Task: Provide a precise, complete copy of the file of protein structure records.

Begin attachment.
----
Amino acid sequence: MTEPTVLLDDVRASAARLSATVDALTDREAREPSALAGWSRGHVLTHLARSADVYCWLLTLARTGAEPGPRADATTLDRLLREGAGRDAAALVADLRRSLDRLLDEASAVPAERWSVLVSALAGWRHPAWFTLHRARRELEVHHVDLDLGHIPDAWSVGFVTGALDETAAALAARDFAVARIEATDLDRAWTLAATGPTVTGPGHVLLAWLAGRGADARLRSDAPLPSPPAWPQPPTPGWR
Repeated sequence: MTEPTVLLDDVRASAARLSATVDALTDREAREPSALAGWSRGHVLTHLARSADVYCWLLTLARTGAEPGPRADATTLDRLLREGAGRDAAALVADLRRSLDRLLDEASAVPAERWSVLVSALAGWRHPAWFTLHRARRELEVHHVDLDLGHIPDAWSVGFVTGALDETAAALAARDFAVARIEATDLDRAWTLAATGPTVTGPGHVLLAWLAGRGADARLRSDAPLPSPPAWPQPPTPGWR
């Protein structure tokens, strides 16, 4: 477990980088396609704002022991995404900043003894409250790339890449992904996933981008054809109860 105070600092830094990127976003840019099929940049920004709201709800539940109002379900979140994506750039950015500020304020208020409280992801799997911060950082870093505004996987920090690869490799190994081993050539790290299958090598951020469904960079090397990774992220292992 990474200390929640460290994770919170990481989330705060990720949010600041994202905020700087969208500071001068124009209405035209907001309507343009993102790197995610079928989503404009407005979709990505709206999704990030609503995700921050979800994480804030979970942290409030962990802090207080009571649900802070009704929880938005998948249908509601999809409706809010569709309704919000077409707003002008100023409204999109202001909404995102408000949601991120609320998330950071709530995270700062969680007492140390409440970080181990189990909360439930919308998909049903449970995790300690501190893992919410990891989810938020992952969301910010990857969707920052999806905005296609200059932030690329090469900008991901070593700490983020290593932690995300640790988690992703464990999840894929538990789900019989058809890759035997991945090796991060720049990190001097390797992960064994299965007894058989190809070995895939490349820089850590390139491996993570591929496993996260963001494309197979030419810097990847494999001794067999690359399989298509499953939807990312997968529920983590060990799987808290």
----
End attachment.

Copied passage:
Amino acid sequence: MTEPTVLLDDVRASAARLSATVDALTDREAREPSALAGWSRGHVLTHLARSADVYCWLLTLARTGAEPGPRADATTLDRLLREGAGRDAAALVADLRRSLDRLLDEASAVPAERWSVLVSALAGWRHPAWFTLHRARRELEVHHVDLDLGHIPDAWSVGFVTGALDETAAALAARDFAVARIEATDLDRAWTLAATGPTVTGPGHVLLAWLAGRGADARLRSDAPLPSPPAWPQPPTPGWR
Repeated sequence: MTEPTVLLDDVRASAARLSATVDALTDREAREPSALAGWSRGHVLTHLARSADVYCWLLTLARTGAEPGPRADATTLDRLLREGAGRDAAALVADLRRSLDRLLDEASAVPAERWSVLVSALAGWRHPAWFTLHRARRELEVHHVDLDLGHIPDAWSVGFVTGALDETAAALAARDFAVARIEATDLDRAWTLAATGPTVTGPGHVLLAWLAGRGADARLRSDAPLPSPPAWPQPPTPGWR
């Protein structure tokens, strides 16, 4: 477990980088396609704002022991995404900043003894409250790339890449992904996933981008054809109860 105070600092830094990127976003840019099929940049920004709201709800539940109002379900979140994506750039950015500020304020208020409280992801799997911060950082870093505004996987920090690869490799190994081993050539790290299958090598951020469904960079090397990774992220292992 990474200390929640460290994770919170990481989330705060990720949010600041994202905020700087969208500071001068124009209405035209907001309507343009993102790197995610079928989503404009407005979709990505709206999704990030609503995700921050979800994480804030979970942290409030962990802090207080009571649900802070009704929880938005998948249908509601999809409706809010569709309704919000077409707003002008100023409204999109202001909404995102408000949601991120609320998330950071709530995270700062969680007492140390409440970080181990189990909360439930919308998909049903449970995790300690501190893992919410990891989810938020992952969301910010990857969707920052999806905005296609200059932030690329090469900008991901070593700490983020290593932690995300640790988690992703464990999840894929538990789900019989058809890759035997991945090796991060720049990190001097390797992960064994299965007894058989190809070995895939490349820089850590390139491996993570591929496993996260963001494309197979030419810097990847494999001794067999690359399989298509499953939807990312997968529920983590060990799987808290």